Westwood tunes up for US Open with playoff win

Only eight men have won a PGA event the week before a major

championship. No one has won on tour, then gone onto victory at a

U.S. Open.

Lee Westwood now gets his chance to be the first do just that.

He gave himself a chance to join the likes of Tiger Woods, Phil

Mickelson, Sam Snead, Ben Hogan and Byron Nelson when he birdied

the fourth hole of a sudden-death playoff Sunday to beat Swede

Robert Karlsson at the St. Jude Classic.

It was just the Englishman’s second PGA Tour victory and first

since 1998 to go with his 20 career European Tour wins.

“I like being competitive before a major championship, to be

competitive with the tournament and boost my confidence,” Westwood

said.

He became the first European to win in Memphis in the tour’s

third-longest event dating back to 1958. The opportunity to win

came when Robert Garrigus blew a three-stroke lead on the 72nd hole

of regulation with a triple-bogey to set up a three-way playoff.

Garrigus bogeyed the first hole.

Westwood beat Karlsson with a 6-foot birdie putt after the

Swede’s 43-footer came up short, then celebrated by dropping his

putter and pumping his fist in the air. A nice win for someone who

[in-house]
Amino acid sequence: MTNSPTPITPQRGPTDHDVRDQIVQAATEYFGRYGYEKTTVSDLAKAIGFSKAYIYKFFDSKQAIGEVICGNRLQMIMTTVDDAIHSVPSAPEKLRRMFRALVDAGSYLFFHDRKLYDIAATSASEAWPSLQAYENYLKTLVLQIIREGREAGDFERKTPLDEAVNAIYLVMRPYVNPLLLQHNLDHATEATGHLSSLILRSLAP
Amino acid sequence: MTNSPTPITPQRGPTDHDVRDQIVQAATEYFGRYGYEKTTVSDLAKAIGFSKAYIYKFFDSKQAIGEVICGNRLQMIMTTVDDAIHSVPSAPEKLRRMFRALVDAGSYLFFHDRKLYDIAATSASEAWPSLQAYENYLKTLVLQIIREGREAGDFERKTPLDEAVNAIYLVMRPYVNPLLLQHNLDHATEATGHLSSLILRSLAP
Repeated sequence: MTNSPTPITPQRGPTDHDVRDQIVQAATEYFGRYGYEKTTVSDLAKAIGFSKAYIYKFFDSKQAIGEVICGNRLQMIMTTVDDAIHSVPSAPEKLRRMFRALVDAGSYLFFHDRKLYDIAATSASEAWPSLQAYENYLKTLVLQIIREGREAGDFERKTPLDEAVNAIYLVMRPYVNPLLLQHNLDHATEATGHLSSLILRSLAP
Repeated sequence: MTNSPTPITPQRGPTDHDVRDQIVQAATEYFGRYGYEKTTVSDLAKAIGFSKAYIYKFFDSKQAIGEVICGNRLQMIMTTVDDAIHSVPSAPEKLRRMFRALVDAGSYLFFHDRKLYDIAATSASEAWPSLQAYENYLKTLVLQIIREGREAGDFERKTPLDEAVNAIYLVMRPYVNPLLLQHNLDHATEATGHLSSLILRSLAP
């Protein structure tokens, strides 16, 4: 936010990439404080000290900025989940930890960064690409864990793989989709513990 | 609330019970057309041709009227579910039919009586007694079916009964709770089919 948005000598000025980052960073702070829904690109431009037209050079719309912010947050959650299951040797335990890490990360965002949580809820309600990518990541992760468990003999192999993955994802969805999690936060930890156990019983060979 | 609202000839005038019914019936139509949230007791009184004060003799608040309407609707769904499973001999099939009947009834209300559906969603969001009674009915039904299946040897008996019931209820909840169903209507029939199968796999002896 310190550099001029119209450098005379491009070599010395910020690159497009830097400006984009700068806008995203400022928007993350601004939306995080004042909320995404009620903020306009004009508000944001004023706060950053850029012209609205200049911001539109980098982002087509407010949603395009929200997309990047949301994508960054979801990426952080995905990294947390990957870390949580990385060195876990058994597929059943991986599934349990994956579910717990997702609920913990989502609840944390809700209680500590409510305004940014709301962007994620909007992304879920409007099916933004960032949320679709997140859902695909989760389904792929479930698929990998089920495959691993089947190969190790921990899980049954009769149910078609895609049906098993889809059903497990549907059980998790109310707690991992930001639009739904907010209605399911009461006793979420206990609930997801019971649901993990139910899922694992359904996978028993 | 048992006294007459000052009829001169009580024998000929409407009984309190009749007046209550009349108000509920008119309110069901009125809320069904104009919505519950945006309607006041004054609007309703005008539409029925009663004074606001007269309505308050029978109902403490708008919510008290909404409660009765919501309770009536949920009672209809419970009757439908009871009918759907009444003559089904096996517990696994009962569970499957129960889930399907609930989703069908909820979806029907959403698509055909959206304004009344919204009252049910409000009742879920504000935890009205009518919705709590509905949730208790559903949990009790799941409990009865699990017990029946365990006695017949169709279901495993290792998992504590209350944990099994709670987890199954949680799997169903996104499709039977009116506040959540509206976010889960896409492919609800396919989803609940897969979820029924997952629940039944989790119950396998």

finished second at the Masters, lost a playoff in Dubai and tied

for fourth at the Players Championship earlier this year.

“You try to do the right thing all the time,” Westwood said.

“It doesn’t always work for you. I’ve been in contention a lot,

especially this year, and I suppose I got a break today with other

people’s misfortune but made the most of it and took a

chance.”

He picked up the $1.008 million winner’s check for surviving the

longest sudden-death playoff in Memphis’ history. He shot a

final-round 68-270 total.

Westwood also became the fourth to win in his first visit to

Memphis and first since Dicky Pride in 1994. He came in having

played well, not missing a cut in his 10 starts on the PGA Tour

this year with four top 10s. He had gone 122 starts on the PGA Tour

since winning 1998 in New Orleans.

Karlsson, who won his ninth European Tour victory at Qatar

earlier this year, still is looking for his first PGA title. He

shot a 69, and Garrigus finished with a 71. Karlsson had a chance

to win on the third playoff hole with a par putt from 5 1/2 feet

only to miss.

“I didn’t hit a good putt. You can’t take any chances with too

many good players,” Karlsson said.

Westwood started the final round trailing by three strokes,

birdied three straight holes to grab the lead. But he bogeyed No.

17 after flying an 8-iron over the green. He was preparing to head

off the course when told to stick around behind the 18th green.

“It’s amazing how things pan out,” Westwood said.

Now it’s onto Pebble Beach for Westwood who played 45 holes

combined a week ago before heading to Memphis on a sponsor’s

exemption. Westwood plans to rest up a bit before Thursday’s

tee-time with Ernie Els and Woods after slogging through a heat

index that reached 110 Sunday.

But he will be working on hitting his driver and woods a bit too

after often hitting right into the rough, including on No. 17 where

he flew an 8-iron over the green. He said he didn’t make a big

enough shoulder turn.

“You never stop working, even after a win,” Westwood said.